The Chinese Poem: The Visible and the Invisible in Chinese Poetry

Michelle Yeh [tooltip content= “Frontier Taiwan: An Anthology of Modern Chinese Poetry, Michelle Yeh and N.G.D. Malmqvist (eds) (Columbia University Press, 2001)”] [source][/tooltip] [green_message] In his 1928 introduction to Pound’s SelectedPoems, TS. Eliot lauded Pound as the “inventor of Chinese poetry for our time,” but continued: “This is as much as to say that Chinese poetry, as we know it today, is something invented by Ezra Pound. It is not to say that there is a  Chinese poetry-in-itself waiting for some ideal translator who shall be only translator.” Eliot clearly recognized the creative transformation involved in translating poetry from one language to another; hence his distinction between Pound’s translation and “Chinese poetry-in-itself.”Although it is well known that Pound’s translation is a particularly free, often ingenious rendition of the Chinese-fully justified in view of his Imagist project-what neither he nor Eliot could have foreseen was how powerful and lasting this translation would be in shaping poets’ and translators’ perceptions of Chinese poetry. In recent decades translators of Chinese poetry have given us many wonderful translations that are far more faithful to the originals than Pound’s; interestingly, however, the “Chinese poetry-in-itself” that they strive for remains informed by aesthetic and cultural assumptions that underscore the earlier modernist model. ln “The Poem behind the Poem,” Tony Barnstone expands on the work of a long line of poet-translators-from Pound to Kenneth Rexroth, Gary Snyder, and, most notably Wai-lim Yip-in describing the Chinese poem as “imagistic,” consisting of “largely pictographic characters,” and presenting a moment of “empty, pure perception.” If for Pound the metaphoric basis of Chinese characters was central to his translation of Chinese poetry, Snyder, Yip, and Barnstone tend to emphasize the nonfigurative quality of Chinese poetic imagery and further link it to a state of mind that resonates with a Daoist or Zen Buddhist sensibility.Despite some modifications, Pound’s formulation of Chinese poetry as “ideogrammic” underlies what Robert Kern calls “the standard conventions for the representation of Chinese poetry in English.” Borrowing from Eliot, may we not say that “the Chinese poem” in the English-speaking world is a Western invention?By referring to the Chinese poem described above as an “invention,”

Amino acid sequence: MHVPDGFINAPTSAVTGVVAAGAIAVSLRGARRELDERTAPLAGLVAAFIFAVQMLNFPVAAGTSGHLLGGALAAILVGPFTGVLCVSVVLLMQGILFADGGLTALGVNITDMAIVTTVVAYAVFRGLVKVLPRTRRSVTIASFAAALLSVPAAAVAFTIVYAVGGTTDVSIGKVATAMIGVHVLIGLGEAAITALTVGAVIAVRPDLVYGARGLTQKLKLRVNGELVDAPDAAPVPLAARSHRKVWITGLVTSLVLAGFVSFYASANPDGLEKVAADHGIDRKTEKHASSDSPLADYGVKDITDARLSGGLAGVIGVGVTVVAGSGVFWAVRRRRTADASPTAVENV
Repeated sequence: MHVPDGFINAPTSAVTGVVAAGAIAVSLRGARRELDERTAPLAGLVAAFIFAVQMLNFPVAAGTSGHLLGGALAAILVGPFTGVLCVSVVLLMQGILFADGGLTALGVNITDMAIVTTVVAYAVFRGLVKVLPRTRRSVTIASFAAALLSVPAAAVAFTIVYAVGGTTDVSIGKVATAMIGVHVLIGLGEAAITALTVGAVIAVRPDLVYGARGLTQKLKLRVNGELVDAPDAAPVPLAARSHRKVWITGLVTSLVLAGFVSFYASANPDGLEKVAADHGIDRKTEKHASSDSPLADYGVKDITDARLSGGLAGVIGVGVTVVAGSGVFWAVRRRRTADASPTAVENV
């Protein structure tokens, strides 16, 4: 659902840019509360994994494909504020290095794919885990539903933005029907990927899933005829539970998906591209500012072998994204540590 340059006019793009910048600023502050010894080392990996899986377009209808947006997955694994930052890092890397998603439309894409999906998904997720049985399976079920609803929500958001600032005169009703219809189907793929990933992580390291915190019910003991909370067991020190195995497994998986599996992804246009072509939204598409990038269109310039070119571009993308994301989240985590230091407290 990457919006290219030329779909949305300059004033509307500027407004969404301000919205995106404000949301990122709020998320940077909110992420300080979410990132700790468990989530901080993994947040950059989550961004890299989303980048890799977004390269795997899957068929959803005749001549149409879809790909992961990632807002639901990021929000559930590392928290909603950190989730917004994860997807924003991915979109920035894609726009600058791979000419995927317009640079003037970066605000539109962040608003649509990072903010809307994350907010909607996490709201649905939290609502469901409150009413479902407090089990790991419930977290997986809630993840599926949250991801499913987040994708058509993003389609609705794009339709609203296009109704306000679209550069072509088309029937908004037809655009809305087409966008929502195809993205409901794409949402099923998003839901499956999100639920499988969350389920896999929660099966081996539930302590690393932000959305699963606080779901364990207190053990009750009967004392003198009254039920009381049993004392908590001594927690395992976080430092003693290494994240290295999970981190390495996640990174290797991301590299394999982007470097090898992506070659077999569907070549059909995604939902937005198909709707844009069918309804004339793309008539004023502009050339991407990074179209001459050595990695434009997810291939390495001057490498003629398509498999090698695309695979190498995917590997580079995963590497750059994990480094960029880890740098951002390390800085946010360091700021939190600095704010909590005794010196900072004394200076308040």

…the act of choosing certain poems for translation always presupposes what a Chinese poem is in the mind of the translator

I am not denying that those qualities exist in Chinese poetry. I am suggesting, however, that the act of choosing certain poems for translation always presupposes what a Chinese poem is in the mind of the translator, which further influences the way the poems are translated. What does not get translated is at least as revealing as what does. It is therefore meaningful to look at the Anglo-American modernist paradigm of the Chinese poem in terms of what it accentuates as well as downplays, what it gives a value to and at the same time excludes.The quintessential Chinese poem is, as suggested by many American poet-translators, imagistic. Pound points out in “How to Read, and Why” (1929) that visual image-phanopoeia-is the most translatable part of poetic language. It is natural, then, that visual imagery receives the most attention in translation. But the tendency to see the Chinese poem as a concatenation of concrete visual images with few discursive elements is inseparable from the conception that the Chinese language is “largely pictographic” or ideographic. Such a view, with a long history that goes back to Catholic missionaries in the sixteenth century, is based on the notion that Chinese written symbols are visual embodiments of particular things in nature rather than artificial signs of phonetic import. Despite efforts by sinologists-for example, Peter Boodberg, Yuen Ren Chao, and John DeFrancis-and others to dispel the myth, it remains strong to this date, and it is but a short step from seeing the Chinese language as pictographic to seeing Chinese poetry as an unmediated expression of the concrete world of experience.